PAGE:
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Posted: Friday, August 15, 2014 6:10 pm | Updated: 6:12 pm, Mon Aug 18, 2014.
by Michelle Miron/Editor - Forest Lake Lowdown

WYOMING — The concept of a new arts center in Wyoming was subject to a huge leap of faith last week when the Hallberg Family Foundation donated $100,000 toward its purchase.  If the remainder of the $175,000 cost can be arranged, the former Spirit & Praise Pentecostal Church at 5521 Viking Blvd., will become a community arts facility known as the Hallberg Center for the Arts.

"We've got our work cut out for us, but the Hallbergs gave us one heck of a kickstart," said Wyoming Mayor Eric Peterson, co-founder of local nonprofit group the Wyoming Area Creative Arts Community which wants to buy the building. He said the group is working on additional naming rights for the main hall, the bistro and two studios within the building. A gift shop is also planned.

The group, which now has about 25 dues-paying members, achieved 501(c)(3) status earlier this month so it can commence with larger-scale fundraising.

Initial sponsorship opportunities range from $100 to $5,000 and come with various lists of priveleges, he noted. Annual memberships to the new facility will range from $20 to $65.  Also available for $250 will be customized pavers at the center.

The group has posted on its website a wish list of items it would like donated, including everything from tables to carpeting to sound equipment to office supplies.  Area businesses and one anonymous donor have already been generous with their gifts, he noted earlier this month.  Peterson said he's unsure about the timeline for the project since it depends so much on funding. He hopes to also secure funding for at least the first to years of center operations, though staff is expected to be all-volunteer for the foreseeable future.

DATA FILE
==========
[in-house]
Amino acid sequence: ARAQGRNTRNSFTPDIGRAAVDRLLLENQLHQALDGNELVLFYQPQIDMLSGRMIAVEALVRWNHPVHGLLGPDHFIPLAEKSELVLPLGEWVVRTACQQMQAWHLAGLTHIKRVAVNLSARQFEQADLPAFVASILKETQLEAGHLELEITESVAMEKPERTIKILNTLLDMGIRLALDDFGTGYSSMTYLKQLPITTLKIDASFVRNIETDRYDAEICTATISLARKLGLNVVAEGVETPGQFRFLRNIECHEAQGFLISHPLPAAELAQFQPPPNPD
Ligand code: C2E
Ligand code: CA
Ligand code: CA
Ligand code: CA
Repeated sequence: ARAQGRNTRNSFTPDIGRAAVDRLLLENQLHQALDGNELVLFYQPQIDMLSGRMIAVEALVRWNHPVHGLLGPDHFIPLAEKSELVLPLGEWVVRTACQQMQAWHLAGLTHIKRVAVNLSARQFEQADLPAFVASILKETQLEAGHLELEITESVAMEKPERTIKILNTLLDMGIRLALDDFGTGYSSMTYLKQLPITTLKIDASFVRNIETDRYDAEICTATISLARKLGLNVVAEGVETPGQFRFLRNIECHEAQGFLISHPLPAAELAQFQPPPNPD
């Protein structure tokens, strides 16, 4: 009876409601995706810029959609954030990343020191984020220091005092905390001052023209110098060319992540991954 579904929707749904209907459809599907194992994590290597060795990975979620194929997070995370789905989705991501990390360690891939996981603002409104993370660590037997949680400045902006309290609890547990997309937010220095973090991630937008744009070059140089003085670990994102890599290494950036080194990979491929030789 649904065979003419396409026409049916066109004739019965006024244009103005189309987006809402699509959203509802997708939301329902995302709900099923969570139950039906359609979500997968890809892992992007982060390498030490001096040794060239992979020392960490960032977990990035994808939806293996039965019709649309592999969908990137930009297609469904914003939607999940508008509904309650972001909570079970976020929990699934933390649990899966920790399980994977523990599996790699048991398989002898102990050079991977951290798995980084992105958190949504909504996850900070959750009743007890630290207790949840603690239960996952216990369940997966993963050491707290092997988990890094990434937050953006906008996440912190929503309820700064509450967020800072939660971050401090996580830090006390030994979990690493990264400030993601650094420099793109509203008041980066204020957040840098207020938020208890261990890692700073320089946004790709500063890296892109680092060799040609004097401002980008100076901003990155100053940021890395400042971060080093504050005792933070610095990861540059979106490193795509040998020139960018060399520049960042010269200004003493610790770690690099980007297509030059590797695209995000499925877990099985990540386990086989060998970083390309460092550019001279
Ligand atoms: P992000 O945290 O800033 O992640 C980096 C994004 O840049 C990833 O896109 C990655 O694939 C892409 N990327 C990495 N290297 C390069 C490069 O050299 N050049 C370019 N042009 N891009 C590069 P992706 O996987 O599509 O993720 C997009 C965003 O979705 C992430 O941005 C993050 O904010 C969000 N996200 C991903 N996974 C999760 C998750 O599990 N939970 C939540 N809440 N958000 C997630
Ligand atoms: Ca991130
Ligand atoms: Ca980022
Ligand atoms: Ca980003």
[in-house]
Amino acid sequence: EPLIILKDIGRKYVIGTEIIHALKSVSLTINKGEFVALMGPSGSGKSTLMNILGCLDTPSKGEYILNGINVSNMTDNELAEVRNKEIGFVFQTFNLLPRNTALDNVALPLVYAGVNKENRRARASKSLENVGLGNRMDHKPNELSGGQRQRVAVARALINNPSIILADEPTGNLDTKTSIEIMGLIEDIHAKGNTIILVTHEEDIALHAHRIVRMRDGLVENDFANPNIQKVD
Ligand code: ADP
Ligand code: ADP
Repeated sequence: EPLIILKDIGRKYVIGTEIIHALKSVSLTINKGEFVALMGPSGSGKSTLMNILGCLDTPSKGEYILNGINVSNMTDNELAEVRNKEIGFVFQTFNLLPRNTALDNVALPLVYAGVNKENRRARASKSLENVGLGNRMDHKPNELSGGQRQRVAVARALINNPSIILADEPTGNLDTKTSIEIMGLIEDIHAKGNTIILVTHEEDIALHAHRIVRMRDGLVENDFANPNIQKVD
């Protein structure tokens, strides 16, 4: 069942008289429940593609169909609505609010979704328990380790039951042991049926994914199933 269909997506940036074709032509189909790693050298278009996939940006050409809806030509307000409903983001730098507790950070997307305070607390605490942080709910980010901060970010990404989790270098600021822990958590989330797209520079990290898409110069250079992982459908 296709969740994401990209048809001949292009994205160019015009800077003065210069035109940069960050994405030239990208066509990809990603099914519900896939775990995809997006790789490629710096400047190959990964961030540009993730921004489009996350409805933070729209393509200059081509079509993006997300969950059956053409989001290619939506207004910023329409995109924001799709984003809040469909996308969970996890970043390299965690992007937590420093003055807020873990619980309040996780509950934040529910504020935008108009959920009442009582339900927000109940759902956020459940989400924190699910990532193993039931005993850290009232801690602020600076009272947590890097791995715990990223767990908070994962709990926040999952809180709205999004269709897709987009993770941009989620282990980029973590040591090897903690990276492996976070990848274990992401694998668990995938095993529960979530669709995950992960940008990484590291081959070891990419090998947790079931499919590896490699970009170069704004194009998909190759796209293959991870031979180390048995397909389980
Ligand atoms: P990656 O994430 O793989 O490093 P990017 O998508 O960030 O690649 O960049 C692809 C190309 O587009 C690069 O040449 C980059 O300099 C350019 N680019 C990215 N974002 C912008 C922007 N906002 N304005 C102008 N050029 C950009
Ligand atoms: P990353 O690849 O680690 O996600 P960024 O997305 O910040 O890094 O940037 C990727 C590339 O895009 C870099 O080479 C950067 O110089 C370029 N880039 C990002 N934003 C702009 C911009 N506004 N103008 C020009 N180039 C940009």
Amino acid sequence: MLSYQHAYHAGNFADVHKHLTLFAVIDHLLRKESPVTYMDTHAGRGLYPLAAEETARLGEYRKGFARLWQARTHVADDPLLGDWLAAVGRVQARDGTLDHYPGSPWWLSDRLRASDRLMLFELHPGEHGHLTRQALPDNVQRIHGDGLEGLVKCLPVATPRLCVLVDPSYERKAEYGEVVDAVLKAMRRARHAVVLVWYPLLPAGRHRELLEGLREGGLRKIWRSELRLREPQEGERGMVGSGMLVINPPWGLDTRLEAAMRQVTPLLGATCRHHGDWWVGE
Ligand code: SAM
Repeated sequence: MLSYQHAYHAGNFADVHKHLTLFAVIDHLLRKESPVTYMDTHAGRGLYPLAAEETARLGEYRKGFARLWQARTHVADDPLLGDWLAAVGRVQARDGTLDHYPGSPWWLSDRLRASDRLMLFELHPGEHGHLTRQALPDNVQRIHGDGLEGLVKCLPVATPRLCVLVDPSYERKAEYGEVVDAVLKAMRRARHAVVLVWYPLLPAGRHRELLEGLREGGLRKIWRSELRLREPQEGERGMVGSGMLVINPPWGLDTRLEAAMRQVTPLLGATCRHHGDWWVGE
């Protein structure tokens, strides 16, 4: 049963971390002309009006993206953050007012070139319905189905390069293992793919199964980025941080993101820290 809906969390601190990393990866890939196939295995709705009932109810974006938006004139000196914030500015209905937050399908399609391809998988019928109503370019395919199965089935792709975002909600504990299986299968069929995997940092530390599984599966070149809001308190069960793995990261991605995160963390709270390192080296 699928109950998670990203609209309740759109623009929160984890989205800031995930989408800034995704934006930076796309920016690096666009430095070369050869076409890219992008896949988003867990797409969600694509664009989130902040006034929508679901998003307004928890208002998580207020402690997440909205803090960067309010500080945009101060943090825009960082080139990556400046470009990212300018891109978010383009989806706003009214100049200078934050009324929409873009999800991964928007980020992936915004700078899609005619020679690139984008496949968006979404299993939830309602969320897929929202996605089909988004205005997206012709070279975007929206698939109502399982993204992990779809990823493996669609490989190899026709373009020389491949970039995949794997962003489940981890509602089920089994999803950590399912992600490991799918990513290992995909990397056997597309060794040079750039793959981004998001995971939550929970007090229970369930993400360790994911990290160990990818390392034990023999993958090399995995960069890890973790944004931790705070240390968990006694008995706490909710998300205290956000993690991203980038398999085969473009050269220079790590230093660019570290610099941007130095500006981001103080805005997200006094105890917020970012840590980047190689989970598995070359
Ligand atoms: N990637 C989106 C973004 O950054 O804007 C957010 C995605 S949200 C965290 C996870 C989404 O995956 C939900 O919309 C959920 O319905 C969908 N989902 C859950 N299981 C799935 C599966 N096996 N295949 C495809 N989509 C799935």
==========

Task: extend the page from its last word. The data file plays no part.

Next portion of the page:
The 80-some-year-old building became available when the church outgrew the space and moved to 24135 Greenway Rd. The WACAC had initially planned to borrow the space while it raised a $60,000 down payment, but Hallberg came through before the official fundraising campaign had even started.  Peterson said he's excited about possibilities for the 3,500-square-foot wooden building because it already offers classroom space, a kitchen for culinary arts and a sanctuary area (sans pews) for performances, with no signficant renovations needed.

The church also happens to be aesthetically pleasing, with elements original to its 1930s founding that include stained glass windows from Germany.

In an Aug. 1 cover story Peterson talked about his vision of Wyoming as a magnet for area artists and those who like to shop for art. He hopes the center will draw from at least a 35-mile area radius, focusing as much on performing arts as visual arts, working cooperatively with the East Central Regional Arts Council and forming partnerships with Forest Lake and Chisago schools in support of young artists.